Matching questions: These questions ask you to match a term or concept from the passage with its definition or description. Open-ended questions: These questions require you to provide a detailed response in your own words, often asking you to analyse or interpret the passage.

reading comprehension tests

Every test will have its own scoring rules. So, for example, if you have 20 questions, and the test taker gets 18 right, one would say that's a 95% comprehension rate because 18 out of 20 is 95% of it.

What is discussed above is for older kids, not little ones (5-9).

For the text cited by the OP, one would have to look at the questions asked of the readers and the way the tests are scored.

2
  • Yes. In the cited case, it's even defined in the abstract (and probably the paper as well): "In this study, 661 participants ... and then completed a reading comprehension test for each text". I.e. reading comprehension is simply the numerical result of that test.
    – Brandin
    Feb 15 at 13:07
  • @Brandin Yes, now I can read it and have. The thing is I now have to redo the relevant bits for here when I get a moment. They actually use the term coverage to measure reading comprehension.
    – Lambie
    Feb 16 at 17:45
0

Reading comprehension means how much of a text one understands by reading. This is, of course, not helpful. Each and every research project has to operationalize the concept of reading comprehension; that is, make it measurable or otherwise useful. The results vary significantly based on the operationalization. A given field of empirical research might have developed standard ways of operationalizing any given concept, or might not have done it.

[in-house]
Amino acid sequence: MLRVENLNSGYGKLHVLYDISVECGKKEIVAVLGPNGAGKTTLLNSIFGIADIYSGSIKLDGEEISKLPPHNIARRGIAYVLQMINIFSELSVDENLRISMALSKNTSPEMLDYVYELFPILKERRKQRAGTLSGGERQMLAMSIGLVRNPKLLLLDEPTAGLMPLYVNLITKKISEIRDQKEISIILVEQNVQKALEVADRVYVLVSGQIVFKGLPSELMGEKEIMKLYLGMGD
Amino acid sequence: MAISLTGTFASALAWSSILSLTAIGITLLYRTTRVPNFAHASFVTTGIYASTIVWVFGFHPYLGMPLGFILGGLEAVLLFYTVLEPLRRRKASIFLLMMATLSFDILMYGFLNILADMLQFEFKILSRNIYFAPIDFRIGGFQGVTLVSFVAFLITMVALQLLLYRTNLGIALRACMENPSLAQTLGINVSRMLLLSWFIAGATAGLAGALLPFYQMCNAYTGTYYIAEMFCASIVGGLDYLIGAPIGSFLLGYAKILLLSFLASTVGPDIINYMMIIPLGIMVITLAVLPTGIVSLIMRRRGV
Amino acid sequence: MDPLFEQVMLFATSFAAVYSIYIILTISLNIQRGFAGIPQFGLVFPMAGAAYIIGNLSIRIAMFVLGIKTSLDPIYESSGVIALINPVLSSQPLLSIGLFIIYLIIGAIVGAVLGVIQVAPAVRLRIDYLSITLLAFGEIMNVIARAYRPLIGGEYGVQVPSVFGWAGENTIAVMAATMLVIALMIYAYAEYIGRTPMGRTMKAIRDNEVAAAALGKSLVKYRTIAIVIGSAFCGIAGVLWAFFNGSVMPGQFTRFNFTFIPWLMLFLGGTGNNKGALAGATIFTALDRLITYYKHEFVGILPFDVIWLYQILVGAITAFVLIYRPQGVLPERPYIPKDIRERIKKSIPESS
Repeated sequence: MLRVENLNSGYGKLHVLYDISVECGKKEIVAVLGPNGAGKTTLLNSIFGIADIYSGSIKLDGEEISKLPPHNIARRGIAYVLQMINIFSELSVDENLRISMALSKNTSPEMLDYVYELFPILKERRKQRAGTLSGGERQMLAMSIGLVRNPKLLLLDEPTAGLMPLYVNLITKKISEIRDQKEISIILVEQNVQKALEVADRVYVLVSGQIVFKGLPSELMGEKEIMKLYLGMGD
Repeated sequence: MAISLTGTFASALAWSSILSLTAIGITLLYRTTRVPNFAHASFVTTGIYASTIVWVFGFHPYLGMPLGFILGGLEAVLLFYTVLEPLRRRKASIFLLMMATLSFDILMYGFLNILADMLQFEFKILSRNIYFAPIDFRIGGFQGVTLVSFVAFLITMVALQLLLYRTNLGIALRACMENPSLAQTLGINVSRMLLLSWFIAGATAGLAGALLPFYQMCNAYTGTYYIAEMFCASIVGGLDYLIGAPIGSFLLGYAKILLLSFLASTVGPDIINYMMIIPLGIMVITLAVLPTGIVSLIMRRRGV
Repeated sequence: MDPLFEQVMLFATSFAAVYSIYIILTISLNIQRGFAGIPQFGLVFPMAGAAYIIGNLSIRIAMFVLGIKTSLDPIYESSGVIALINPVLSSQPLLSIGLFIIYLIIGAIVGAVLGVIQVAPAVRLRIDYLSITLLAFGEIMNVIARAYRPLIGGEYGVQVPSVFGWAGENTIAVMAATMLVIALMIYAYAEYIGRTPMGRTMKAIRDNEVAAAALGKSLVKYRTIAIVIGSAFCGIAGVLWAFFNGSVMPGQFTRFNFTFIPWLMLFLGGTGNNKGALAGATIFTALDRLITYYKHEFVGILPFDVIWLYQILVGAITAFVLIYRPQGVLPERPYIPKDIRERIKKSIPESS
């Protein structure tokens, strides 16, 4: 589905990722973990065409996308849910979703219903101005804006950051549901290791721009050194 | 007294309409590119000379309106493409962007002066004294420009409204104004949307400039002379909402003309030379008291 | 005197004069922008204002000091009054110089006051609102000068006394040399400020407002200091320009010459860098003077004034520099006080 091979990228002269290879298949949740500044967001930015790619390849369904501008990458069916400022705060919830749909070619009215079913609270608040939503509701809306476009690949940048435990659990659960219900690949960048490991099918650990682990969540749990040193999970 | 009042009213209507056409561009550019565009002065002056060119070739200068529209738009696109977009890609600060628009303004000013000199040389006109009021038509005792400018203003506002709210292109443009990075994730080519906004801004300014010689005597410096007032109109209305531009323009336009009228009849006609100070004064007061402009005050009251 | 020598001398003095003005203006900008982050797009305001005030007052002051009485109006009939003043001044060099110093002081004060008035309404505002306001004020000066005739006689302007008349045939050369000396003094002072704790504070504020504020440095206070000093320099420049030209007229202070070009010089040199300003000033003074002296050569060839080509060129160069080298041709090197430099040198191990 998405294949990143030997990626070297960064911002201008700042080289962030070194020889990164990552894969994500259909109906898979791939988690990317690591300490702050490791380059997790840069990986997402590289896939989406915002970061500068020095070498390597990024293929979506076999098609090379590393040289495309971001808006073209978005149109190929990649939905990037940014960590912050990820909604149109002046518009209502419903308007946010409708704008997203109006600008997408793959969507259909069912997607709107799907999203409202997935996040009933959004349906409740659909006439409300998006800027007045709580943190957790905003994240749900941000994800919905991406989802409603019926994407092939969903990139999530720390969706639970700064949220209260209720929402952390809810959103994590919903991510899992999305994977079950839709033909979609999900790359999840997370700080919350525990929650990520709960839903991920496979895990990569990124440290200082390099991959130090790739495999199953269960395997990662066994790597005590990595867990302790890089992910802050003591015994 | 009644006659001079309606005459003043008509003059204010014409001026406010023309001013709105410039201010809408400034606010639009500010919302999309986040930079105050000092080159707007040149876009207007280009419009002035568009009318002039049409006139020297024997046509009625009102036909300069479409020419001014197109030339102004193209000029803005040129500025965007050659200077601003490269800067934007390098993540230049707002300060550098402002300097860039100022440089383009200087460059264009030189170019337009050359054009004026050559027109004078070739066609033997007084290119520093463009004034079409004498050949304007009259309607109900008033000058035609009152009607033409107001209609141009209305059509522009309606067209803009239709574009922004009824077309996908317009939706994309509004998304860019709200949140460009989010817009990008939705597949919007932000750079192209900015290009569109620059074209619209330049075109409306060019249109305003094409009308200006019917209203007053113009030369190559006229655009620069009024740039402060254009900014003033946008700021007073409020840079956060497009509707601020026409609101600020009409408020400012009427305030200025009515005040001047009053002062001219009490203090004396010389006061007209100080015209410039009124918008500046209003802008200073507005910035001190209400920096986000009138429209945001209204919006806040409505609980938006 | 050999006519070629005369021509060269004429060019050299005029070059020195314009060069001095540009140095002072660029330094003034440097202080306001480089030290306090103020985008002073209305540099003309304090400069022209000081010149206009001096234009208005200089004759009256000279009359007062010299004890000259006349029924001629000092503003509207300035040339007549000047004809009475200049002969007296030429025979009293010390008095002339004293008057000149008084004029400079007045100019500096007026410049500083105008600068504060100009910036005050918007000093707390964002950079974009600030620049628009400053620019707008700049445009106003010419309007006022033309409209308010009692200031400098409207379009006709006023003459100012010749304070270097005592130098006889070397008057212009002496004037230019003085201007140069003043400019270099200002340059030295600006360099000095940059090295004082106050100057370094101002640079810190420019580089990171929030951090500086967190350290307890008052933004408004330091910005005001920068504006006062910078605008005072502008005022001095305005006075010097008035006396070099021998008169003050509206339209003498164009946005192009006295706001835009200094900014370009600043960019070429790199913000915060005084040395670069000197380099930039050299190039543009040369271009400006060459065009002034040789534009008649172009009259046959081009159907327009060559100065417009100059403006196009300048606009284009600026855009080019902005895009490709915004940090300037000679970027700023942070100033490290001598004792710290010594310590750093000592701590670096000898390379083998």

Schmitt et al. discuss their operationalization on pages 31-32 of the article. They pose two types of questions, MC (maybe multiple choice?) and GO (graphic organizer) completion tasks, also called «information transfer tasks». They have further references on MC tasks and their validity.

It seems that in the article in question reading comprehension then means the ratio of these tasks that are answered correctly. So 70 % comprehension means that 70 % correctness.

There is no basis to assume that Krashen means the same thing with reading comprehension. I imagine he is not thinking of a particular operationalization in a particular study, but rather the more general meaning of how much of a text one understands, and 95 % might simply mean that the text is understood very well, with maybe some incidental details missed.

Knowing all the words in a text does not imply full comprehension, because the text can be cognitively demanding to understand or in an unknown domain or simply not make sense. You might want to try this by reading legal texts, some university-level mathematics texts and instructions for repairing or adjusting a bicycle. Even if you understand the words, understanding the contents requires extra cognitive effort on top of that. Reading is more than understanding words.

Your Answer

By clicking “Post Your Answer”, you agree to our terms of service and acknowledge you have read our privacy policy.

Not the answer you're looking for? Browse other questions tagged or ask your own question.